Defense Leads to Offense to Spark Navy Victory
ANNAPOLIS, Md. –– Navy, the highest scoring team in the Patriot League (67.5 ppg), turned up its defense at the start of the fourth quarter to spark the Mids to a 53-37 victory over Lafayette Monday night at Alumni Hall in Annapolis, Md., in the quarterfinal round of the league tournament.
Navy, the No. 2 seed in the tournament, improved its record to 22-8 on the season with the win and advanced to the semifinal round of the event Friday at Bucknell. Lafayette, the tournament’s No. 10 seed which lost to Navy by the score of 68-65 just a few weeks ago, saw its season come to a close with a 4-28 record.
The Mids will face No. 3 seed Army West Point Friday at Sojka Pavilion on the Bucknell campus in Lewisburg, Pa., in one of the two semifinal round games. The other game will feature tournament-host and No. 1 seed Bucknell against fourth-seeded American. The two winners will then meet Sunday at 11 a.m. in the championship game, with the winner receiving the league’s automatic berth into the NCAA Tournament.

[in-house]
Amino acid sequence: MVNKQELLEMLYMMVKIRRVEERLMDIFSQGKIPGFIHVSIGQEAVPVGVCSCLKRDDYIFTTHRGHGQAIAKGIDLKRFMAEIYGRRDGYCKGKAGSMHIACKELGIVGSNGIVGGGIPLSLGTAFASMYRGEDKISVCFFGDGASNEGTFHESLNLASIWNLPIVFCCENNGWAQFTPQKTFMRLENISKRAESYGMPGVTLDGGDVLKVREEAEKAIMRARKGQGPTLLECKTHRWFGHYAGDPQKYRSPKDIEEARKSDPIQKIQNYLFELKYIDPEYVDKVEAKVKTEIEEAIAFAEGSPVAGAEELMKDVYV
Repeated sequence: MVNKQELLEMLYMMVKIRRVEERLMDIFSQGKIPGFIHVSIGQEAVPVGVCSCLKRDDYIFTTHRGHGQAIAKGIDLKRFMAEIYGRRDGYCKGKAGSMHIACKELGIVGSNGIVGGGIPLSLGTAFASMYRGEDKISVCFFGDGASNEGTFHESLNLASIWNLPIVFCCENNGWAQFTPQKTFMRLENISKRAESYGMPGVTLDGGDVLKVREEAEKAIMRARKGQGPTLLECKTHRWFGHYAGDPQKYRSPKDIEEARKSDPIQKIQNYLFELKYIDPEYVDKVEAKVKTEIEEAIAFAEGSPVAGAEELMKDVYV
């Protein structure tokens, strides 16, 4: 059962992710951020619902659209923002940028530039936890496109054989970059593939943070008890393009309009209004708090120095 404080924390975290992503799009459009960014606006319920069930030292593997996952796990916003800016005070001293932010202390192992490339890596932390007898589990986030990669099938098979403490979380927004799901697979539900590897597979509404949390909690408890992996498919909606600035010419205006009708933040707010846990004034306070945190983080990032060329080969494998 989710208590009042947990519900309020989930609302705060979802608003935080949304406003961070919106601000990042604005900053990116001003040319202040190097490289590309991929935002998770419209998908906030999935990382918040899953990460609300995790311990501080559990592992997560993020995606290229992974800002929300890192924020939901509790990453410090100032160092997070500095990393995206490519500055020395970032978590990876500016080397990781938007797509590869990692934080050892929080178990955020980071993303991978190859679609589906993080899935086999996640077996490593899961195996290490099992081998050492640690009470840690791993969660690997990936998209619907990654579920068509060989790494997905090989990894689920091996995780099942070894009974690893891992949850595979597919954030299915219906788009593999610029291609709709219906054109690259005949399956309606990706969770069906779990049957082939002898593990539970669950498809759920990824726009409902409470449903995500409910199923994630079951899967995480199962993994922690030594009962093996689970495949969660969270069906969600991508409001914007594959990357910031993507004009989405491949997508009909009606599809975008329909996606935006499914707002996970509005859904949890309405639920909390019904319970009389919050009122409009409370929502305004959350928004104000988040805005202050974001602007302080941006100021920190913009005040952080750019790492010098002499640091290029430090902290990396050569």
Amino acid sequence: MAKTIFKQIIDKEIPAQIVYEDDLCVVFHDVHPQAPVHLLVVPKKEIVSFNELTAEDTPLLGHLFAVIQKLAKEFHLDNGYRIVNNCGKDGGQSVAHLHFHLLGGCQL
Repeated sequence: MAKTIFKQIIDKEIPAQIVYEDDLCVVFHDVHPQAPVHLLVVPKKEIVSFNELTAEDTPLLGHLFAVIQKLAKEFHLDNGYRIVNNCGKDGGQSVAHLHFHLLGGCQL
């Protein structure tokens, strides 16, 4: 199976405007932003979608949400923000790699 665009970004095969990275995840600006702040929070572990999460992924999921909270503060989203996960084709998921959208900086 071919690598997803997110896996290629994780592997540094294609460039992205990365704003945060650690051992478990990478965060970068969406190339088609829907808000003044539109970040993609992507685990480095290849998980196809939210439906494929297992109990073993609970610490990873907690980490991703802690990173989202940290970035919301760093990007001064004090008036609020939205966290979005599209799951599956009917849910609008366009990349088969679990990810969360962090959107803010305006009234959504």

Neither team shot the ball well in the first half as the Mids and the Leopards were a combined 6-33 (18.2%) from the field including a 1-10 (10%) effort from three-point range. The opening frame ended with Navy in front, 9-7. The second quarter was slightly better for the Mids as they were 5-21 (23.85) from the field and limited the Leopards to 3-13 (23.1%) shooting. Navy went into halftime holding a 20-14 lead.
The 20 points scored by the Mids tied the mark for their fewest in the first half this season, but the 14 points allowed to Lafayette was the fewest Navy had surrendered in the first half this year.
“Credit to Lafayette,” said Navy head coach Stefanie Pemper. “They obviously defended us really well and kind of sped us up. They were formidable as we thought they would be.